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Posthumous diagnosis of long QT syndrome from neonatal screening cards.

P A Gladding, C-A Evans, J Crawford, S K Chung, A Vaughan, D Webster, K Neas, D R Love, M I Rees, A N Shelling, J R Skinner

Heart Rhythm, 2010 Apr , 7, 481-6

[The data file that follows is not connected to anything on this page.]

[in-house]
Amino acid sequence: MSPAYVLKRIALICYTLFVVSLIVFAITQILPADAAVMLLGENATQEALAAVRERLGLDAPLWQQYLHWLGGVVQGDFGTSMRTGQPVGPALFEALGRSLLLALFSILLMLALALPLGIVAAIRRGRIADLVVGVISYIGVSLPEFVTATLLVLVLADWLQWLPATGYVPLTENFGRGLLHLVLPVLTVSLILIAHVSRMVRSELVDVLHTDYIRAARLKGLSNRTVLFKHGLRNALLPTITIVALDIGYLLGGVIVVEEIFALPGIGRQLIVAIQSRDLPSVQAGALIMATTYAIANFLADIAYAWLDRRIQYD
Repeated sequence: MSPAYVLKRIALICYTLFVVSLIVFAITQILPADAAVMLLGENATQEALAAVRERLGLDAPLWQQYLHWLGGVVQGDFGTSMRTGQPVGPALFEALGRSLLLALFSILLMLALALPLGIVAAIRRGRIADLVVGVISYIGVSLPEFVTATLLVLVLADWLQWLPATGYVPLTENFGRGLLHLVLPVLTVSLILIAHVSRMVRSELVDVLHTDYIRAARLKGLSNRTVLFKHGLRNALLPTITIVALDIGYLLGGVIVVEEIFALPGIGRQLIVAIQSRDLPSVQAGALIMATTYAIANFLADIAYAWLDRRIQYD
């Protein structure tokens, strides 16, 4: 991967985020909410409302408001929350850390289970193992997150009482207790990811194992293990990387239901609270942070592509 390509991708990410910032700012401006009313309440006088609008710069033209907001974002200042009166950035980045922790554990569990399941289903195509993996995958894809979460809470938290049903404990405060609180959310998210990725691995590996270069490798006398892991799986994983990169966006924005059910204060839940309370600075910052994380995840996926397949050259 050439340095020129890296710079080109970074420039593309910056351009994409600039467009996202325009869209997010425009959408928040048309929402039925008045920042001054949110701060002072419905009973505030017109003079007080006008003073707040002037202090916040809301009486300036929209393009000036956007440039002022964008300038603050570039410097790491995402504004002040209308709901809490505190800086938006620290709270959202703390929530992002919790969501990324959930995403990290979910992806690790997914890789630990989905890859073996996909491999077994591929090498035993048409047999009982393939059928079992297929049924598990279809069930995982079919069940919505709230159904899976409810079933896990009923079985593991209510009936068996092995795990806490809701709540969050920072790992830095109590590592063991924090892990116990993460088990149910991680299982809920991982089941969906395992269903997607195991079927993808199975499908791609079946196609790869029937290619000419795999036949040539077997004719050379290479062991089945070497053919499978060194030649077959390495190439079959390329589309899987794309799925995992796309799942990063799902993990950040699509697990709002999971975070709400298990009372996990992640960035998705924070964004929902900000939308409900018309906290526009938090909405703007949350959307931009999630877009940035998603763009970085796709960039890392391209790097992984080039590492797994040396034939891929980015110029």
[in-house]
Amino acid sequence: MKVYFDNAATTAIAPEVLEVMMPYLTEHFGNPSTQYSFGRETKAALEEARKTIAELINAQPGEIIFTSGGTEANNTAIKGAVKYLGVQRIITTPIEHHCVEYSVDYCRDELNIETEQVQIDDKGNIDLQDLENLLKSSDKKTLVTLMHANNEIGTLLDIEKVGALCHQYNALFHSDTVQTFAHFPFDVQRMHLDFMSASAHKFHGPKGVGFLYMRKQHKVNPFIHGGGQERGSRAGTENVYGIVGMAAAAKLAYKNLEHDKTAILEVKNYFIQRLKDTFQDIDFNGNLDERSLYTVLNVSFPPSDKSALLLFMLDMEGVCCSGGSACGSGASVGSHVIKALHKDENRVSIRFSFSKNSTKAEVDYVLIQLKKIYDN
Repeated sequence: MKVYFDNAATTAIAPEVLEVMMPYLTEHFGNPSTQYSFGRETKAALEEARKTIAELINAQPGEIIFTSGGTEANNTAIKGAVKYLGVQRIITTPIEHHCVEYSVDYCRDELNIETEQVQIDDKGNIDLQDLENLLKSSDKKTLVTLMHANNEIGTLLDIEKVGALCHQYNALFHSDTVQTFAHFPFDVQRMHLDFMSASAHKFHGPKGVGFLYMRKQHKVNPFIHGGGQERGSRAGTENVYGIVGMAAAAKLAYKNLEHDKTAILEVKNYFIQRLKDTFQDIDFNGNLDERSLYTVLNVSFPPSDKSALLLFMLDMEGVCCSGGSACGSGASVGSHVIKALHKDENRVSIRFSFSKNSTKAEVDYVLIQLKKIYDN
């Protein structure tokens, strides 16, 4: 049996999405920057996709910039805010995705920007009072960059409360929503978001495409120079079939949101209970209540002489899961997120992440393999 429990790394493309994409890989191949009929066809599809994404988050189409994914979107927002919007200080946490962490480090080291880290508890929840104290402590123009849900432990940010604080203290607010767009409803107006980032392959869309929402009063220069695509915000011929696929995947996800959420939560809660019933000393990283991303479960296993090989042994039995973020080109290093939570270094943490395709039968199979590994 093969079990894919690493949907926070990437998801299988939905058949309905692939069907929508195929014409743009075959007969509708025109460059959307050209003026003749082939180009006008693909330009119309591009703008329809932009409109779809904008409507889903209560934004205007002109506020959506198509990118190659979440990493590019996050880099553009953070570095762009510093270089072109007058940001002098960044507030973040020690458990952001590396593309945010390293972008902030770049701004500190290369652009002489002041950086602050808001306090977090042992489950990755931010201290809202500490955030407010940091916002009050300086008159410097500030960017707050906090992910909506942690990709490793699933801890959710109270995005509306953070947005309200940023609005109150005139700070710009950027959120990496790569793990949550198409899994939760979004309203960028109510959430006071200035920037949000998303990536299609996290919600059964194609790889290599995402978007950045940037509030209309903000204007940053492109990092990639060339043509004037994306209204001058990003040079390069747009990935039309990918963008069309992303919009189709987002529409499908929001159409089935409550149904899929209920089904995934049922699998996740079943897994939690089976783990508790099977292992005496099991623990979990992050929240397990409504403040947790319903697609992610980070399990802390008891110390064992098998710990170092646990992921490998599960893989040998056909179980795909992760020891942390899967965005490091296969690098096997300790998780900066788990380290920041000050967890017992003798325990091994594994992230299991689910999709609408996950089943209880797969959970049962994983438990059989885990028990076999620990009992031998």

BACKGROUND: Molecular autopsy in sudden unexplained death in the young (SUDY) victims cannot usually be performed if tissue suitable for DNA extraction is not retained at autopsy. OBJECTIVE: The purpose of this study was to assess the feasibility and clinical value of posthumous genetic testing for long QT syndrome (LQTS) using residual material from the neonatal screening (Guthrie) card in SUDY victims. METHODS: Twenty-one cases were investigated up to 13 years after death. Deaths occurred at <1 year in one, 1-18 years in 18, and 19-35 years in two patients. Guthrie cards were 3-39 years old. DNA was extracted, and amplicons corresponding to the coding regions of the LQTS genes 1, 2, 3, 5, and 6 underwent either denaturing high-performance liquid chromatography screening or direct DNA sequencing. RESULTS: Adequate DNA was extracted in every case, although repeated purification and amplification was often required. Rare variants were detected in six of 19 cases undergoing diagnostic screening. Four (21%) are considered to be pathological and have been used for family screening: R243C and H455Y in KCNQ1 in 12-year-old and 13-year-old boys, respectively, and Q81H and S621R in KCNH2 in 21-month and 28-year-old females, respectively. Variants of uncertain significance were R1047L in KCNH2 in a 2-year-old girl and S38G in KCNE1 in a 19-month-old boy. Point mutation tests for previously identified familial LQTS mutations revealed a positive result in both cases: E146K in KCNQ1 and exon 6-4del in KCNH2. CONCLUSION: Residual material from Guthrie cards collected for newborn metabolic screening can be used as a reliable source of DNA for the posthumous diagnosis of LQTS decades after SUDY, although purification and amplification of DNA is time intensive.